Cassidy sent out an email to her boss. The Chief Financial Officer (CFO) for Grok Inc. cited several recent incidents that occurred and accused Konrad, a coworker and fellow executive, of harassing her and generally acting like a jerk. The boss was surprised because he had worked with Konrad for years and had never before received complaints like this about him or observed him to act in a way that was disrespectful to others. So he asked his CFO to call him. When she did, he questioned her as to what exactly Konrad had done. In the course of the conversation the boss realized that Cassidy was making several bad assumptions about her coworker. It especially galled him that she had not discussed her concerns with Konrad before sending him the negative report.*
James 3:7-9—For every creature—animal or bird, reptile or fish—is tamed and has been tamed by man, but no man can tame the tongue. It is a restless evil, full of deadly poison. With it we bless our Lord and Father, and with it we curse men who are made in God’s likeness.
If James were alive and writing today, I believe he would cite negative emails as an extension to his teaching about the volatile tongue. They become a record of our rashness, live on as data bytes or printed material, and can be forwarded more destructively than an oral report. In essence they become a poison of greater magnitude.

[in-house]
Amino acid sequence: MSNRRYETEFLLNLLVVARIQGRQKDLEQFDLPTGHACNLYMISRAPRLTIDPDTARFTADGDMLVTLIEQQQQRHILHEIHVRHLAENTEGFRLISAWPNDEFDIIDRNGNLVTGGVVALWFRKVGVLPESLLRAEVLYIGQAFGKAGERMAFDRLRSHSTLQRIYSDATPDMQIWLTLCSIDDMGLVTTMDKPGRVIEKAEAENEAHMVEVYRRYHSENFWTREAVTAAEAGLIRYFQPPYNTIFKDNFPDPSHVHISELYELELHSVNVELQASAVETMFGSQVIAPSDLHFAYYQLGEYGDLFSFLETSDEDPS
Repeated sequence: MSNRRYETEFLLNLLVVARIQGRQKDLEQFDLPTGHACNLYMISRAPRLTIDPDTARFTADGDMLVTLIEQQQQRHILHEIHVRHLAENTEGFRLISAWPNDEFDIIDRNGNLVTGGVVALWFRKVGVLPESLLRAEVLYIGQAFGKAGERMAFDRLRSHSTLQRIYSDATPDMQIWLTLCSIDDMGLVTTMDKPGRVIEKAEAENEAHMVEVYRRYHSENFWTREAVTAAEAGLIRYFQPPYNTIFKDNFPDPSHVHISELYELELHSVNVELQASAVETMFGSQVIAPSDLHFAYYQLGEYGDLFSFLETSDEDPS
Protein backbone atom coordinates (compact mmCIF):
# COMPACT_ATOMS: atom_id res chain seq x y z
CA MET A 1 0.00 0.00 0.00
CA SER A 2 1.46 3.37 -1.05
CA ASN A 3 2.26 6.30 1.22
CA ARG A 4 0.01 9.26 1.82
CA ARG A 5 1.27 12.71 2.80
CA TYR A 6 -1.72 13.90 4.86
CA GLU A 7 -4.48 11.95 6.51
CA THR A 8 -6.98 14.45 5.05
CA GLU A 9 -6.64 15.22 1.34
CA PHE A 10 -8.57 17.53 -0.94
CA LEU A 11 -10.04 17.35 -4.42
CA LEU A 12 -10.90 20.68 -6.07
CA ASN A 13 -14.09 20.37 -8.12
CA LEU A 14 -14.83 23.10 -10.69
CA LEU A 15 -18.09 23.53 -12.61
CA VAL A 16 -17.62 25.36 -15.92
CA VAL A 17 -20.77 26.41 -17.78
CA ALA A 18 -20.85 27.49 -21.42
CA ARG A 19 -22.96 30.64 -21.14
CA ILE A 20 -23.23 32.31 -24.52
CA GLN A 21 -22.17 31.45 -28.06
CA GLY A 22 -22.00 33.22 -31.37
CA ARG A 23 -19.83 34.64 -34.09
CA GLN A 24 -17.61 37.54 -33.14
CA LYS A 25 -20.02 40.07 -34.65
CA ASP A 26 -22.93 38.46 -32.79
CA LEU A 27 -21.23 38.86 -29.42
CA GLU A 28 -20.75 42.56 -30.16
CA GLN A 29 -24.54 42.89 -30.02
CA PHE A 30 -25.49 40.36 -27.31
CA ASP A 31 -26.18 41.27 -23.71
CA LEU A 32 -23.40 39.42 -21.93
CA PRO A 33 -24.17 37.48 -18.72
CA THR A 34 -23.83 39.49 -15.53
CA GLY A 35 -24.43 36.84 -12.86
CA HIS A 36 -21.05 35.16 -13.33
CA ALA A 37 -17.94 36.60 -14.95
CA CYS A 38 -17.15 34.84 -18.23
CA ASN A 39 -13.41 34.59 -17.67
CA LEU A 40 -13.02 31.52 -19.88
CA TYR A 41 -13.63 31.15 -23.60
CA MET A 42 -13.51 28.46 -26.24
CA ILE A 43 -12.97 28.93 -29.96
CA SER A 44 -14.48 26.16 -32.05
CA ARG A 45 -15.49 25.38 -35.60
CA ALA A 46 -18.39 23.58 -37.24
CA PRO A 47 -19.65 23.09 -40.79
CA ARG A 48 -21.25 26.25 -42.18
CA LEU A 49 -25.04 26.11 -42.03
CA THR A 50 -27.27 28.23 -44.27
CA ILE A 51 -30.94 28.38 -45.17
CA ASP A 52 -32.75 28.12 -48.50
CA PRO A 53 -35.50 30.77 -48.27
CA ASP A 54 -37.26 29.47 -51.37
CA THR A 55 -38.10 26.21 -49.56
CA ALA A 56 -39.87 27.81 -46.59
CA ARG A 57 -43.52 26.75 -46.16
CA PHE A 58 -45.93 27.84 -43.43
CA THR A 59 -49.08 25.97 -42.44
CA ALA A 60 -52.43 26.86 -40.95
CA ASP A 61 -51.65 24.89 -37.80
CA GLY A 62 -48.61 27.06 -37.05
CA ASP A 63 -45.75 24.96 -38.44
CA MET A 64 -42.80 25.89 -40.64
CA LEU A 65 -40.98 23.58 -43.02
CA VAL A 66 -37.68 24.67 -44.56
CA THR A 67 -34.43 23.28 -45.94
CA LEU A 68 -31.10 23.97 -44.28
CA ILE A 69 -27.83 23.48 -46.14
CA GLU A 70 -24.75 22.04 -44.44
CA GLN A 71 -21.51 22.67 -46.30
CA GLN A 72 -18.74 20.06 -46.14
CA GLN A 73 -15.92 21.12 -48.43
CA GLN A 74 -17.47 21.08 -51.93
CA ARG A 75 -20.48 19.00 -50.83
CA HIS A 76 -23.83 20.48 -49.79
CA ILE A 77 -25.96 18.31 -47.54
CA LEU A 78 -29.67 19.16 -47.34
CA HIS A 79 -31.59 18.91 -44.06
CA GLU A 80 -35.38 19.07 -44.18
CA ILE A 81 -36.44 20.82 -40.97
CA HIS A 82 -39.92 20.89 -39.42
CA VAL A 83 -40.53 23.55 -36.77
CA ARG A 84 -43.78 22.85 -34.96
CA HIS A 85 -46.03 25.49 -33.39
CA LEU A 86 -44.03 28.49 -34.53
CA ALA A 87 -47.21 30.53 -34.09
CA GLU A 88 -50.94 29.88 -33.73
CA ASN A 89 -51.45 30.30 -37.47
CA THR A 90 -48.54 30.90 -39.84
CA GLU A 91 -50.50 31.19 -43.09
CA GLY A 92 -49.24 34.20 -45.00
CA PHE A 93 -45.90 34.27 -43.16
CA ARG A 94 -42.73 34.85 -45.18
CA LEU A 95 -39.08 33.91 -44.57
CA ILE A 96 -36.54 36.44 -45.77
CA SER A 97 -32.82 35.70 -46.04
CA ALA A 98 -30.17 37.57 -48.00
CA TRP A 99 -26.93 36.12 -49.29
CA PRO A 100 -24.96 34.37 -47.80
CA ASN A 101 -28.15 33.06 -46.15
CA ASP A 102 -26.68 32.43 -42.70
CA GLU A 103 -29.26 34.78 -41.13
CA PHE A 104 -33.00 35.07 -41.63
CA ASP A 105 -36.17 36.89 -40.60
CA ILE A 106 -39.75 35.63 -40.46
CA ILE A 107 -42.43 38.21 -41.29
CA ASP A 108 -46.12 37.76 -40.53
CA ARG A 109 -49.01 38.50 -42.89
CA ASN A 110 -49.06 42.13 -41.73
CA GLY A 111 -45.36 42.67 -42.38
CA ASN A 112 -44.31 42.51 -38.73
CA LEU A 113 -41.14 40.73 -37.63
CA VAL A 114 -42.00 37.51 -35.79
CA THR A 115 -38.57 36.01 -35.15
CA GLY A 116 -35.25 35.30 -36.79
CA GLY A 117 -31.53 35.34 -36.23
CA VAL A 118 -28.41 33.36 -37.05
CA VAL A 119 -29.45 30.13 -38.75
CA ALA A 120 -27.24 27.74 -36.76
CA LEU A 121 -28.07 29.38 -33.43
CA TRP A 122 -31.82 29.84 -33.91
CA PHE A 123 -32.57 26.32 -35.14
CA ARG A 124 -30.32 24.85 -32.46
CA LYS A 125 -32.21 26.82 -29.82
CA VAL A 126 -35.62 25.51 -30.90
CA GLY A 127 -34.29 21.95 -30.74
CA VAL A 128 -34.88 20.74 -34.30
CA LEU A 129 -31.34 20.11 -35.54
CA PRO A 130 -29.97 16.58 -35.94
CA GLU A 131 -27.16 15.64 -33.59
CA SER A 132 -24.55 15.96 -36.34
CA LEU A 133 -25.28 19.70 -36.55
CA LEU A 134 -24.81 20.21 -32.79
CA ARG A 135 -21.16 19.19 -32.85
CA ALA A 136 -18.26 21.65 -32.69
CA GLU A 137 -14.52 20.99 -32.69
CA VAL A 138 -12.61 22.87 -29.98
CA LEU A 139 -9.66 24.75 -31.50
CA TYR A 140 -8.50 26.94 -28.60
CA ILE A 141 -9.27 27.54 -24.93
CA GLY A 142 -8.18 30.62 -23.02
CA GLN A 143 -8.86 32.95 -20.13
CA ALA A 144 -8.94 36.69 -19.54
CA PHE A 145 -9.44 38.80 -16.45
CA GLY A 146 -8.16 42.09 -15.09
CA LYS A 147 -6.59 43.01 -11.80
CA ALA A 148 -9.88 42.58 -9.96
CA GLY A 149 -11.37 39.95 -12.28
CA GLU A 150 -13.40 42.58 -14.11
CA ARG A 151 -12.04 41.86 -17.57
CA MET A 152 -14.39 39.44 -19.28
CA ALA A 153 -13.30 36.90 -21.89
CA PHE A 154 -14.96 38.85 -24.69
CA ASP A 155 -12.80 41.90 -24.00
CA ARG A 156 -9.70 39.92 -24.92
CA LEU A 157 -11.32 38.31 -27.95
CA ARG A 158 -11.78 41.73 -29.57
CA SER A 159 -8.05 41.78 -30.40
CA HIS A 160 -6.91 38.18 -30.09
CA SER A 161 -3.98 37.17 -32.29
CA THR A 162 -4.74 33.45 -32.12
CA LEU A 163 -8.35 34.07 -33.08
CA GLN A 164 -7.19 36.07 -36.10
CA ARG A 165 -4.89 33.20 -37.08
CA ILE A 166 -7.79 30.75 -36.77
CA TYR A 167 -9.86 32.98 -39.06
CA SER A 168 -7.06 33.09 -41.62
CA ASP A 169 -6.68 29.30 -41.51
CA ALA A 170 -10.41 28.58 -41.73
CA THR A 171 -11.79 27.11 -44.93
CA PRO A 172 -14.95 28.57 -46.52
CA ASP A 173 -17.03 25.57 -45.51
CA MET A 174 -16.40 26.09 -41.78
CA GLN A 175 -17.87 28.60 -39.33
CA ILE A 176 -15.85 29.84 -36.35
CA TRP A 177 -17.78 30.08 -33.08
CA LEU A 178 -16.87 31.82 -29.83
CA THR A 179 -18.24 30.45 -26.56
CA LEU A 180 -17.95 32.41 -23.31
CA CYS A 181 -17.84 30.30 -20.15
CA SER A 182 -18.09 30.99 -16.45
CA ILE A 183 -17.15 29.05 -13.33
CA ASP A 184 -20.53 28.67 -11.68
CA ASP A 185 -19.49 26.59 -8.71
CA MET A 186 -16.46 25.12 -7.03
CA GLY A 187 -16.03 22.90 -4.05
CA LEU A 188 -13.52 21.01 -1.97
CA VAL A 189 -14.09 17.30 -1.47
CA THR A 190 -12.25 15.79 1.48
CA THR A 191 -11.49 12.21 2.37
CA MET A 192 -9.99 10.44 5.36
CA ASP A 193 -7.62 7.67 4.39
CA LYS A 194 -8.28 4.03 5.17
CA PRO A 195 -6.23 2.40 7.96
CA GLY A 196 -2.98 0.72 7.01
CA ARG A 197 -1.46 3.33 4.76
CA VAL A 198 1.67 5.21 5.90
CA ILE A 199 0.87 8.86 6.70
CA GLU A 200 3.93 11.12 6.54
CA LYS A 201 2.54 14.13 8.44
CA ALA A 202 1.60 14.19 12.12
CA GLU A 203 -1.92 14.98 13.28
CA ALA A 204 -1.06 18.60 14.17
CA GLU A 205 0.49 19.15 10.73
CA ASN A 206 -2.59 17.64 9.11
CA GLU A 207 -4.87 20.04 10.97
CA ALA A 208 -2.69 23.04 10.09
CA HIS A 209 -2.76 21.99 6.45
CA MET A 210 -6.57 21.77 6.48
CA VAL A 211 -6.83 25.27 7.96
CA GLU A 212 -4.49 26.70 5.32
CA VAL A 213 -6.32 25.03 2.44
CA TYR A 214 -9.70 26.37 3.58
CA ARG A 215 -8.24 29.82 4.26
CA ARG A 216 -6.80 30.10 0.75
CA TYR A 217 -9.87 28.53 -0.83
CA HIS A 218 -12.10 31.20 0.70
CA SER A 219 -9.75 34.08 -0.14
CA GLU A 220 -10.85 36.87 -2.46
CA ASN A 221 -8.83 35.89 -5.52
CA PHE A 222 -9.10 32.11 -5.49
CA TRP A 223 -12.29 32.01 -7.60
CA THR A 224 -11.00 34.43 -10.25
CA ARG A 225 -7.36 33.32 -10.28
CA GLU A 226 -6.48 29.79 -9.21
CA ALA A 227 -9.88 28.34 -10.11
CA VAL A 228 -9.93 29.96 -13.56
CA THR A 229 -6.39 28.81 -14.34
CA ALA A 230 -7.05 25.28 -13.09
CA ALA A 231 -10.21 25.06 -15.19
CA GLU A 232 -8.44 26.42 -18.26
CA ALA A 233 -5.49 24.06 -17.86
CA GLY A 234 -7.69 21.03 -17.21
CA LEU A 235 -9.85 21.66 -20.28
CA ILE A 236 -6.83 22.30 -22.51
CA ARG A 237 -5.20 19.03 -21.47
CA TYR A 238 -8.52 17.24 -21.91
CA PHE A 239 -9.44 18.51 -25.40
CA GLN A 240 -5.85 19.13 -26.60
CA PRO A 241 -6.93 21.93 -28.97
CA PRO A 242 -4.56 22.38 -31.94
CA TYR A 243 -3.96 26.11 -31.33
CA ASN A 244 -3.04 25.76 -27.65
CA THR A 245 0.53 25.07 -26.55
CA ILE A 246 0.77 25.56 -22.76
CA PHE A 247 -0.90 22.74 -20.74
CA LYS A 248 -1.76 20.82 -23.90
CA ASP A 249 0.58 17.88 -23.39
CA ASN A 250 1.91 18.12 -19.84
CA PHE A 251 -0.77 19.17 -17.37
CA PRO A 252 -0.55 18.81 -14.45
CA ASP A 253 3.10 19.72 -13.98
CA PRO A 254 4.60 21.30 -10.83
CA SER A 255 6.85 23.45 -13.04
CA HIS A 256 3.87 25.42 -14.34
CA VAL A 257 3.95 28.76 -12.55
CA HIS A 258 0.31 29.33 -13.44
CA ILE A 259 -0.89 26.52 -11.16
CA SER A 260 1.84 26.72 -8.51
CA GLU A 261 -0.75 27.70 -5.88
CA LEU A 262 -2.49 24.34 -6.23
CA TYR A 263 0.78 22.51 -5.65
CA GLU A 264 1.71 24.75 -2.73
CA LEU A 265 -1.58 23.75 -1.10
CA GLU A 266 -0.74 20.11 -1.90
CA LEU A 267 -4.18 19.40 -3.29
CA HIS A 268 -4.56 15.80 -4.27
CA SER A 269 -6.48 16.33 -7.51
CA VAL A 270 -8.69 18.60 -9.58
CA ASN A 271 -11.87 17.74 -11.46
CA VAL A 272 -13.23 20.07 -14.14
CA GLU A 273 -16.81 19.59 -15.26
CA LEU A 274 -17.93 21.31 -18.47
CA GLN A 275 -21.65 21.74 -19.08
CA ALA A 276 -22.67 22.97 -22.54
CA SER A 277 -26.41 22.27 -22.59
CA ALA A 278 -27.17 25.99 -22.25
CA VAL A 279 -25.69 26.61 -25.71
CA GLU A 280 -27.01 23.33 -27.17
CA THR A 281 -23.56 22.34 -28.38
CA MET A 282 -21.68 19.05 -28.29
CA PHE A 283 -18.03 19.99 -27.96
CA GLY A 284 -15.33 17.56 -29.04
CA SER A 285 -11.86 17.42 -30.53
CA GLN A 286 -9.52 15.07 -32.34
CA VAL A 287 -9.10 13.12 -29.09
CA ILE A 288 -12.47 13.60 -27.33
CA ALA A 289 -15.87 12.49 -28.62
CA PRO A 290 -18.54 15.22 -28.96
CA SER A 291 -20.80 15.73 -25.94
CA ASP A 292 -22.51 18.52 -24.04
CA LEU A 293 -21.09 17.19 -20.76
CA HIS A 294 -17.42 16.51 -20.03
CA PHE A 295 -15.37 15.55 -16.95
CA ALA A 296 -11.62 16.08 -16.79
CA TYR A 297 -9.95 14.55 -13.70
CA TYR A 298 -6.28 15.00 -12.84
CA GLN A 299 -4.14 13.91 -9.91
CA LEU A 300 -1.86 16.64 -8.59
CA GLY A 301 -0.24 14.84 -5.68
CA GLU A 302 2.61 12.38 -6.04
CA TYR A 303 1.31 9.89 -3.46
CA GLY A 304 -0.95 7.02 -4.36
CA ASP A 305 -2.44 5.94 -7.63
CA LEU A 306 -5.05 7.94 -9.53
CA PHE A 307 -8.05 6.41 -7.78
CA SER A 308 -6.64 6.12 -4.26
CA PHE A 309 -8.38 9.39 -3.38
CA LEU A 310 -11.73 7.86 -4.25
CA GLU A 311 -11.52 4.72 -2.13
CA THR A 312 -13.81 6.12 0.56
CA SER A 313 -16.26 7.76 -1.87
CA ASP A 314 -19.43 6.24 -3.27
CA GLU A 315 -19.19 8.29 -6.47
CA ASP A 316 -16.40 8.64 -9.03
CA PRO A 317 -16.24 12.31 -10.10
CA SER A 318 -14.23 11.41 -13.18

Through our computer tongue, too often we say things that are negative about others that we later regret. When we criticize and judge the motives of others we spread discord. We also reveal ourselves to be angry, insensitive, insecure, mean-spirited, vengeful and foolish. From a sick heart come sick words. James writes, “the fruit of righteousness is sown in peace by those who make peace” (3:18). From a heart at peace come kind, gentle, constructive or fair-minded words that reveal wisdom.
Cassidy’s boss confronted her for failing to speak first with Konrad. He reminded her that she would have been furious if he had treated her in such a shabby manner. Second, he admonished her for using strong language—words that imputed guilt and damaged Konrad’s reputation. Third, he said she had no right to judge his motives simply because she resented his actions—none of which were unethical, illegal or immoral. Finally, he helped her determine that her wounded pride was the source of her spewing. From insecurity she crafted hasty accusations. To her credit, she called Konrad and apologized. A contentious spirit became contrite and peace was restored to the upper echelon of Grok.
The tongue is a thermometer; it tells us our spiritual temperature. It is also a thermostat; it controls our spiritual temperature.—Richard J. Foster in Celebration of Discipline
*Not their real names; fictitious company.
©2011 Daniel York ARR. Reveration is the weekly devotional ministry of First Cause. If you would like to receive these devotionals go to www.firstcause.org and click on the “Click here to receive weekly devotionals” box. Unlimited permission to copy this devotional without altering text or profiteering is allowed subject to inclusion of this copyright notice.
Ecclesiastes 12:10-The Teacher sought to find delightful sayings and to accurately write words of truth. (Holman CSB)